UM-MSU rivalry fuel. A new book on an interesting part of Big Ten history is out, "Arrogance and Scheming in the Big Ten", by Dr. David J. Young (HT: Big Ten Blog). Man, I can't wait to find out who the arrogant ones in this yarn are! On a serious note, the 374-page tome details Michigan State's tumultuous entry into the conference in 1949 and our own evil, mustache-twirlingly arrogant attempts to keep them out. We're always the villains, it seems. Don't people know that calling us arrogant all the time hurts our feelings? We have them, you know.


In any case, this is a history that I am admittedly not that familiar with, so this seems like something that would definitely be worth a read. With that said, I just wanted to touch on this point:
Among many revelations, “Arrogance and Scheming” smashes the idea that the early 20th century was a time of rah-rah innocence for college football. Indeed, scandals and presumed scandals weaved their way through the Western Conference.
Do people actually believe that the early days of college football were any different than they are now? If anything, they were probably "worse," just with way less cash money coming out of the whole enterprise. If so, this thinking is obviously naive, perspective-less "the old-days-were-better" talk. That said, if the book is as well-researched and sourced as it sounds like it is--featuring extensive use of Michigan's own Bentley Library--it would appear to be required reading for the college football history buff, B1G fan or not.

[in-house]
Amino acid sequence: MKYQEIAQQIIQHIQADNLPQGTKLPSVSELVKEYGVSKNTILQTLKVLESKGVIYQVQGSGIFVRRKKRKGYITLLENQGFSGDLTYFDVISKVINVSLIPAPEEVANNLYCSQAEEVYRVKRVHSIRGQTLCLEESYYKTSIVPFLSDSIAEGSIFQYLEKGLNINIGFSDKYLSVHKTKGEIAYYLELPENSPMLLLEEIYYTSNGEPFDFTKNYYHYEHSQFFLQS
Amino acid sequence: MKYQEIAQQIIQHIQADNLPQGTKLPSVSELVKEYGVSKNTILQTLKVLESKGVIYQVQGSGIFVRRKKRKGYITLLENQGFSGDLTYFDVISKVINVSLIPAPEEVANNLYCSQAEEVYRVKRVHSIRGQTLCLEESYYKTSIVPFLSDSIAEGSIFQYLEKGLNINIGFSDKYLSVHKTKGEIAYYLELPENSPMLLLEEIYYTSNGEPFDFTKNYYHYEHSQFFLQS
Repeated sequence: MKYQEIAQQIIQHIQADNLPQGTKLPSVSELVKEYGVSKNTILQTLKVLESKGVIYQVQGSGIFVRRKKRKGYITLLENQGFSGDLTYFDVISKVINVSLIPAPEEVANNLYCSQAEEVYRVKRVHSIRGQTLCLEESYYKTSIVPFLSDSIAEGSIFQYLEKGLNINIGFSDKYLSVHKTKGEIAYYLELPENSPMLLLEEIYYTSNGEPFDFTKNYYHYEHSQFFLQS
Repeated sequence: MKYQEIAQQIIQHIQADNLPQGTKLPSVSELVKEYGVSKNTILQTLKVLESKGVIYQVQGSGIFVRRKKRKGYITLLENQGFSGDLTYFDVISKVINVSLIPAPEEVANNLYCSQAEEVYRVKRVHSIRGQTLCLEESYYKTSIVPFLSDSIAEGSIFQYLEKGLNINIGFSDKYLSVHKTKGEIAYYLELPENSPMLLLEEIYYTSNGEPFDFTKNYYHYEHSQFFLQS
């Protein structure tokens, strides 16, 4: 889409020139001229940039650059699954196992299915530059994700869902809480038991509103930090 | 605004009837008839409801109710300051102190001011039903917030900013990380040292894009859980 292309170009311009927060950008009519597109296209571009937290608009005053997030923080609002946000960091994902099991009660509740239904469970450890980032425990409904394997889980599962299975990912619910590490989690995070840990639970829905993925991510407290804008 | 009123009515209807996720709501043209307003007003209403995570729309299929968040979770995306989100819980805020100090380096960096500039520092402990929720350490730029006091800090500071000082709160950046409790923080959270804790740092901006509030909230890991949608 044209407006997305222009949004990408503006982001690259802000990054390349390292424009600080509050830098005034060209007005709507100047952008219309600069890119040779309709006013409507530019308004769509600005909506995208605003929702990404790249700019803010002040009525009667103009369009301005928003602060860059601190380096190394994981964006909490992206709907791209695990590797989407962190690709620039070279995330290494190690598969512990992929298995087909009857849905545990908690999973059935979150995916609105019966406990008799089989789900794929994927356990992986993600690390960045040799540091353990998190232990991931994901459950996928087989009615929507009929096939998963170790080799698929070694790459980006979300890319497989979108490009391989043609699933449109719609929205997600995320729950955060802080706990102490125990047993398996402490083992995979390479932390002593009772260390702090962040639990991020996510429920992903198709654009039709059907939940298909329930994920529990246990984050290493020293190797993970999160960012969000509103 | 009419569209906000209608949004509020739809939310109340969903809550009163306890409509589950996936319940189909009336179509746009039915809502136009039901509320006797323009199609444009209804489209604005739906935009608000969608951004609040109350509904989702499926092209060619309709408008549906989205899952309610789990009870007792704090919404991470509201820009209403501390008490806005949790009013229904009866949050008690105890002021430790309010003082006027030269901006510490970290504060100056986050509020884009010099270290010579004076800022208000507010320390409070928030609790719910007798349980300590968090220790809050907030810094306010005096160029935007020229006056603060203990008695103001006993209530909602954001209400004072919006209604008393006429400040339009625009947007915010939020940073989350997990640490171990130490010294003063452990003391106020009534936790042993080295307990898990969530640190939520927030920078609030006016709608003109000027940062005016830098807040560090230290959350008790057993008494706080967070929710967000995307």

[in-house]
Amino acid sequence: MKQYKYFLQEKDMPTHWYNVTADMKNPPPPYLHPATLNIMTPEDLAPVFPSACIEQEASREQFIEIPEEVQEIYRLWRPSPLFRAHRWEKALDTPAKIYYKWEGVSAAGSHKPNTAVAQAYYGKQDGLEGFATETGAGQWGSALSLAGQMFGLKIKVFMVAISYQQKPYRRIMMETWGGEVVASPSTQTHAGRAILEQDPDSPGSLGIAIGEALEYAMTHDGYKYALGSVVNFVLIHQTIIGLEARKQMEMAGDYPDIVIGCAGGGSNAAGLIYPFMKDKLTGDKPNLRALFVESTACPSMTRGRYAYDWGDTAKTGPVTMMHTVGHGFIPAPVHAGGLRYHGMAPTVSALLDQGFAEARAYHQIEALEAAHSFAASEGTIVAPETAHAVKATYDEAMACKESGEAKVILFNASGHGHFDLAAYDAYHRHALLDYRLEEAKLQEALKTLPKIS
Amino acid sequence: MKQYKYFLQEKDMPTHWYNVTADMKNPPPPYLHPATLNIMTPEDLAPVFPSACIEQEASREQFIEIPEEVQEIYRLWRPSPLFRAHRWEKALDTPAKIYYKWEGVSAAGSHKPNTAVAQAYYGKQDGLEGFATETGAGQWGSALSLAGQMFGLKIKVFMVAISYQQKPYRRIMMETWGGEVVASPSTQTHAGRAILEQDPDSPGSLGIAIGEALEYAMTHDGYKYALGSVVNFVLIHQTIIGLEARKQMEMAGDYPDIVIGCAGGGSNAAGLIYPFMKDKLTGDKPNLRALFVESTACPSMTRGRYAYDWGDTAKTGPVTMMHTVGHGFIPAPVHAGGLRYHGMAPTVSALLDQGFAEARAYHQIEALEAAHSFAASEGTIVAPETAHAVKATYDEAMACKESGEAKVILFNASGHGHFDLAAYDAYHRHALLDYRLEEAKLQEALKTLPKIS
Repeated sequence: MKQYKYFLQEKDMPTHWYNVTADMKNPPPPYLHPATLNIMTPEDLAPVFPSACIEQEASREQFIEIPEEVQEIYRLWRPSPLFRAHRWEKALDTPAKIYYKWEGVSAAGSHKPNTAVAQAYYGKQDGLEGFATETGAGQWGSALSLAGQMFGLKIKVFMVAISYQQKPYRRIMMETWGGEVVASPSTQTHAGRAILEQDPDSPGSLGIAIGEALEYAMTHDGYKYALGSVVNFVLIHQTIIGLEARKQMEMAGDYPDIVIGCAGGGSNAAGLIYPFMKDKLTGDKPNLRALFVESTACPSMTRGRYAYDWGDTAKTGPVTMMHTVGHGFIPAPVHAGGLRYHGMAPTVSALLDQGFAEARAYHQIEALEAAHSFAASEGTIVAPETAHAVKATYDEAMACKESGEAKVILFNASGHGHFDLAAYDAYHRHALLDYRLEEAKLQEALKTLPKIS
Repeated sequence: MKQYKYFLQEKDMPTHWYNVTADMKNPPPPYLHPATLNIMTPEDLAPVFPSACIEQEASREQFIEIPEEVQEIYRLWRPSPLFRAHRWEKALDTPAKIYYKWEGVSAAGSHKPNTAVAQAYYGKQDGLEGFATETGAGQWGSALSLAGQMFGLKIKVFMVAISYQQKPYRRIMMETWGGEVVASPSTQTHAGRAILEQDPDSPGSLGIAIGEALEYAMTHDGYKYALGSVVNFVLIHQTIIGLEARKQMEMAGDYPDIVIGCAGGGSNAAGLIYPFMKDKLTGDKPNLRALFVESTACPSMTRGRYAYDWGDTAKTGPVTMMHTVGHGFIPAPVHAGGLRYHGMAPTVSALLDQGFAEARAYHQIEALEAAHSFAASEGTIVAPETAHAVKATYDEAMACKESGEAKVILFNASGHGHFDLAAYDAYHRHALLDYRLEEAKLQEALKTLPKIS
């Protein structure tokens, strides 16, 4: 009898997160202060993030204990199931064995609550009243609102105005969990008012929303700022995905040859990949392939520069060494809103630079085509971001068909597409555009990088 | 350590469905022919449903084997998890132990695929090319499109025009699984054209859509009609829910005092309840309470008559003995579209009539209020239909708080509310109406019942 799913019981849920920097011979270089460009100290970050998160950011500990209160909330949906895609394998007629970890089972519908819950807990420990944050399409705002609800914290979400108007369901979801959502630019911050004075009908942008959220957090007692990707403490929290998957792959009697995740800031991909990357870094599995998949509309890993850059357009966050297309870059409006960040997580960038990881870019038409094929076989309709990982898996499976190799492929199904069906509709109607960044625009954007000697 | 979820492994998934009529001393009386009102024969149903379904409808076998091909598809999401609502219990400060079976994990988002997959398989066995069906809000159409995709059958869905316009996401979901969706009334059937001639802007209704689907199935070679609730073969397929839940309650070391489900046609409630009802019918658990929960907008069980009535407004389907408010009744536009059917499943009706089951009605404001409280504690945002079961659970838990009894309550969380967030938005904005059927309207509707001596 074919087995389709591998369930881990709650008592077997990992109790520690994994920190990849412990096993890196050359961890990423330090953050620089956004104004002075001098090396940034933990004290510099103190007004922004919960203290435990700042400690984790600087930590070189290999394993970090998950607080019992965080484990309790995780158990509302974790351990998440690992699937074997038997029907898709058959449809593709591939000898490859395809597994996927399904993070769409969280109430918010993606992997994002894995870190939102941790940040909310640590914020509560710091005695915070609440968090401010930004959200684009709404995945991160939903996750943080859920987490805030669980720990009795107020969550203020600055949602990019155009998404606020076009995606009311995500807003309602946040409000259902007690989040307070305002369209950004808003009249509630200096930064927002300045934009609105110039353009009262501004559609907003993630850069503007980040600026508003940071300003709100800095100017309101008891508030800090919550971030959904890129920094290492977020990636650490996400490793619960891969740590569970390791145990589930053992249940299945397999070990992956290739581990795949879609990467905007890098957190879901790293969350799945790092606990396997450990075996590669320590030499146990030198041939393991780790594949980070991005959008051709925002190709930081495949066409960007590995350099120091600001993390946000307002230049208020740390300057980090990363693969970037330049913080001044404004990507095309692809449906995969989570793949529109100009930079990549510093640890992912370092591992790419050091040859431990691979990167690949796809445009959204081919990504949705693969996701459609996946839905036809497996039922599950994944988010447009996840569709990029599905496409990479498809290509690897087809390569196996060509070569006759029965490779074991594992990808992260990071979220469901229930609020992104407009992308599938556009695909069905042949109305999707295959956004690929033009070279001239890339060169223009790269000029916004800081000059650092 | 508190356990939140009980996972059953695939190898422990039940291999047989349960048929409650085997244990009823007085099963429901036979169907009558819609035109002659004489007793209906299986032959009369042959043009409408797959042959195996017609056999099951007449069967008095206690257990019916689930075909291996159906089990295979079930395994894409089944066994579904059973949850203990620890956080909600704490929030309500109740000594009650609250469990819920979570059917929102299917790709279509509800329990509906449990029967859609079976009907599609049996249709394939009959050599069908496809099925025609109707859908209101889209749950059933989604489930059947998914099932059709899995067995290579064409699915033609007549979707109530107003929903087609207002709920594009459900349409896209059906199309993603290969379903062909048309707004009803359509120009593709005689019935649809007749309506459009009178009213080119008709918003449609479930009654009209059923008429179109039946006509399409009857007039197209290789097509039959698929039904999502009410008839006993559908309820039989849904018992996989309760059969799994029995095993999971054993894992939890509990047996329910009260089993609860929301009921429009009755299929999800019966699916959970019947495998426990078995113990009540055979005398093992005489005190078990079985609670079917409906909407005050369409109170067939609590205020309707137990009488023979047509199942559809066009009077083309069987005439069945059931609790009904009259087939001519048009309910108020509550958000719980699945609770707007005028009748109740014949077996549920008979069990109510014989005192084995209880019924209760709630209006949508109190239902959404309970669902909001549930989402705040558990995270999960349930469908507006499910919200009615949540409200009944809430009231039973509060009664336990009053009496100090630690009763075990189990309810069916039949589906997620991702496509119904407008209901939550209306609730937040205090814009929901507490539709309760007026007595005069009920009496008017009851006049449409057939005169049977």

Also, I didn't know this, but apparently UofM English professor Ann Curzan was selected as Michigan's faculty rep to the B1G and NCAA in February, which, as Rexrode's article notes, is fairly poetic. Curzan is the granddaughter of former MSU President John Hannah, who sparred with Michigan's own Ralph Aigler--Michigan's faculty rep at that time--throughout MSU's Big Ten admission struggle.

To all of that I say: MICHIGAN ENGLISH DEPARTMENT REPRESENT! WOOOO WE RUN THIS CAMPUS, Y'ALL. Hope you are all ready to see "Special K" ushered out in favor of Samuel L. Jackson-voiced audiobooks of Victorian literature, played line by line at key moments throughout the game.

Carl Grapentine: Maxwell's pass incomplete, intended for Sims, Thomas Gordon covering. It's third and ten. 
English Department-sponsored SLJ reading: IT WAS THE BEST OF TIMES, IT WAS THE WORST OF TIMES, MOTHERF*@#^%!

/Big House golf claps
//jingles keys

This needs to happen. Coincidentally, I'm pretty sure the opening words of A Tale of Two Cities represent the most perfect descriptor of Michigan's 3rd and long defense over the years.